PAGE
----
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Title: Radiation-induced instability of MnS precipitates and its possible consequences on IASCC of austenitic stainless steels

Abstract

Irradiation assisted stress corrosion cracking (IASCC) continues to be a significant materials issue for the light water reactor industry and may also pose a problem for fusion power devices that employ water cooling. Although a number of potential mechanisms have been proposed to participate in this phenomenon, at this time it is not clear that any of these candidate mechanisms are sufficient to rationalize the observed failures. A new mechanism is proposed in this paper that involves the radiation-induced release into solution of elements not usually thought to participate in IASCC. It is shown in this paper that MnS precipitates, which contain most of the sulphur in stainless steels, are probably unstable under irradiation. First, the Mn transmutes very strongly to Fe in highly thermalized neutron spectra. Second, the combination of cascade-induced disordering and the inverse-Kirkendall effect operating at the incoherent interfaces of MnS precipitates will probably act as a pump to export Mn from the precipitate surface into the alloy matrix. Both of these processes will most likely allow some of the sulphur to re-enter the alloy matrix. Sulphur is known to exert a deleterious influence on grain boundary cracking. MnS precipitates are also thought to be a reservoirmore » of other deleterious impurities such as fluorine which could be also released due to radiation-induced instability of the precipitates. This possibility has been confirmed by Auger electron spectroscopy of Types 304, 316, and 348 stainless steel specimens sectioned from several BWR components irradiated up to 3.5x10{sup 21} n/cm{sup 2} (E > 1 MeV).« less

Authors:
 [1];  [2]
  1. Argonne National Lab., IL (United States)
  2. Pacific Northwest National Lab., Richland, WA (United States)
Publication Date:
Research Org.:
Oak Ridge National Lab., TN (United States)
OSTI Identifier:
414883
Report Number(s):
DOE/ER-0313/20
ON: DE97000700; TRN: 97:001402
Resource Type:
Technical Report
Resource Relation:
Other Information: PBD: Oct 1996; Related Information: Is Part Of Fusion materials semiannual progress report for the period ending June 30, 1996; PB: 358 p.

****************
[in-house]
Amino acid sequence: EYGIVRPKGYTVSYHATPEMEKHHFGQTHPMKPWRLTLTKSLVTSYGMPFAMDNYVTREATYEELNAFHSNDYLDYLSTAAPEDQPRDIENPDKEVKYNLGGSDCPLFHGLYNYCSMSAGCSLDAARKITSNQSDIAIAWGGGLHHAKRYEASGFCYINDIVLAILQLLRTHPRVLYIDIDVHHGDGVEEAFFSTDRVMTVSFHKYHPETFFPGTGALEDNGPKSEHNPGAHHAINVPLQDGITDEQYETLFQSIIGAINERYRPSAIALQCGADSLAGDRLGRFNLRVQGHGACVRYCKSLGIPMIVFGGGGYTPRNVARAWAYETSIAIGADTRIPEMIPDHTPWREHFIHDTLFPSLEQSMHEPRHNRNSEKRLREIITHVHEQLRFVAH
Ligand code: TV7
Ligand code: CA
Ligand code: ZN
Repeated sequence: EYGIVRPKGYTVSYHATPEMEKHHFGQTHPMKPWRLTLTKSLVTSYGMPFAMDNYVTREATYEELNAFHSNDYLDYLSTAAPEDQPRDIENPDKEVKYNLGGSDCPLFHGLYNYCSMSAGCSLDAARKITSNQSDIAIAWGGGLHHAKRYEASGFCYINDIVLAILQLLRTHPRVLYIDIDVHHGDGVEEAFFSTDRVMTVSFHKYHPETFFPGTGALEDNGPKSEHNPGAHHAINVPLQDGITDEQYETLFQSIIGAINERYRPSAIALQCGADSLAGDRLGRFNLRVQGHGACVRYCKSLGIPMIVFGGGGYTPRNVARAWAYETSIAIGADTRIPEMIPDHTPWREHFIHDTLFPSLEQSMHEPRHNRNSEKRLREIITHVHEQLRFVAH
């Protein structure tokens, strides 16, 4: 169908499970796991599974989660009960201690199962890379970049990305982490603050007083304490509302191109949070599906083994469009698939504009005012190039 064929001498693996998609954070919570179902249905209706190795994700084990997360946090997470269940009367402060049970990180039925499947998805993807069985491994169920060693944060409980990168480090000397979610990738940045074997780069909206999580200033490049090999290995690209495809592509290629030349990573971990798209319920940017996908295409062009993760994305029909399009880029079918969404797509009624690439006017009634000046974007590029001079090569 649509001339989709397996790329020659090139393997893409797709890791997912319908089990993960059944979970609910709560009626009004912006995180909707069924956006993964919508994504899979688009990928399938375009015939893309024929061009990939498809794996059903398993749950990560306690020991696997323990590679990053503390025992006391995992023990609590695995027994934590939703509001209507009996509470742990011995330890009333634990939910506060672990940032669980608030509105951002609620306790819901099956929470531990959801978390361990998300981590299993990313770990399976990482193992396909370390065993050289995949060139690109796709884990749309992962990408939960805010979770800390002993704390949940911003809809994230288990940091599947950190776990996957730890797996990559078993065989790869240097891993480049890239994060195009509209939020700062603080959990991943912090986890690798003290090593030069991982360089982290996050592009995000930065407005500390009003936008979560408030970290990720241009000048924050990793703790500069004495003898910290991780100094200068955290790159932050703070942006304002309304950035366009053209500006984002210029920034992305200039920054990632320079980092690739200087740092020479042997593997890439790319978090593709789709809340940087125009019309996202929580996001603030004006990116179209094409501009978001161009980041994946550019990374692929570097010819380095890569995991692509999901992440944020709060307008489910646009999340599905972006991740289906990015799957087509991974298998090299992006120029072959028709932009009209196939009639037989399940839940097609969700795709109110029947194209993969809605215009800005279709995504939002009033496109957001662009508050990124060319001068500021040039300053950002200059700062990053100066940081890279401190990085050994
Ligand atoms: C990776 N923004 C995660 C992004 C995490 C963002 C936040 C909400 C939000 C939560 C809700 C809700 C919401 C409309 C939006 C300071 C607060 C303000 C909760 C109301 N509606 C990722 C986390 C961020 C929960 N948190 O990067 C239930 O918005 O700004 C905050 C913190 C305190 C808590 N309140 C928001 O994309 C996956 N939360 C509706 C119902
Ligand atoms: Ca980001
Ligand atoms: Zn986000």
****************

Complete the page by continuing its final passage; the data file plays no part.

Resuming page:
Country of Publication:
United States
Language:
English
Subject:
36 MATERIALS SCIENCE; STAINLESS STEEL-304; PHYSICAL RADIATION EFFECTS; STRESS CORROSION; STAINLESS STEEL-316; STAINLESS STEEL-348; MANGANESE SULFIDES; INSTABILITY; PROGRESS REPORT; NEUTRONS; REACTOR MATERIALS

Citation Formats

Chung, H. M., and Garner, F. A. Radiation-induced instability of MnS precipitates and its possible consequences on IASCC of austenitic stainless steels. United States: N. p., 1996. Web. doi:10.2172/414883.
Chung, H. M., & Garner, F. A. Radiation-induced instability of MnS precipitates and its possible consequences on IASCC of austenitic stainless steels. United States. doi:10.2172/414883.
Chung, H. M., and Garner, F. A. Tue . "Radiation-induced instability of MnS precipitates and its possible consequences on IASCC of austenitic stainless steels". United States. doi:10.2172/414883. https://www.osti.gov/servlets/purl/414883.
@article{osti_414883,
title = {Radiation-induced instability of MnS precipitates and its possible consequences on IASCC of austenitic stainless steels},
author = {Chung, H. M. and Garner, F. A.},
abstractNote = {Irradiation assisted stress corrosion cracking (IASCC) continues to be a significant materials issue for the light water reactor industry and may also pose a problem for fusion power devices that employ water cooling. Although a number of potential mechanisms have been proposed to participate in this phenomenon, at this time it is not clear that any of these candidate mechanisms are sufficient to rationalize the observed failures. A new mechanism is proposed in this paper that involves the radiation-induced release into solution of elements not usually thought to participate in IASCC. It is shown in this paper that MnS precipitates, which contain most of the sulphur in stainless steels, are probably unstable under irradiation. First, the Mn transmutes very strongly to Fe in highly thermalized neutron spectra. Second, the combination of cascade-induced disordering and the inverse-Kirkendall effect operating at the incoherent interfaces of MnS precipitates will probably act as a pump to export Mn from the precipitate surface into the alloy matrix. Both of these processes will most likely allow some of the sulphur to re-enter the alloy matrix. Sulphur is known to exert a deleterious influence on grain boundary cracking. MnS precipitates are also thought to be a reservoir of other deleterious impurities such as fluorine which could be also released due to radiation-induced instability of the precipitates. This possibility has been confirmed by Auger electron spectroscopy of Types 304, 316, and 348 stainless steel specimens sectioned from several BWR components irradiated up to 3.5x10{sup 21} n/cm{sup 2} (E > 1 MeV).},
doi = {10.2172/414883},
journal = {},
number = ,
volume = ,
place = {United States},
year = {1996},
month = {10}
}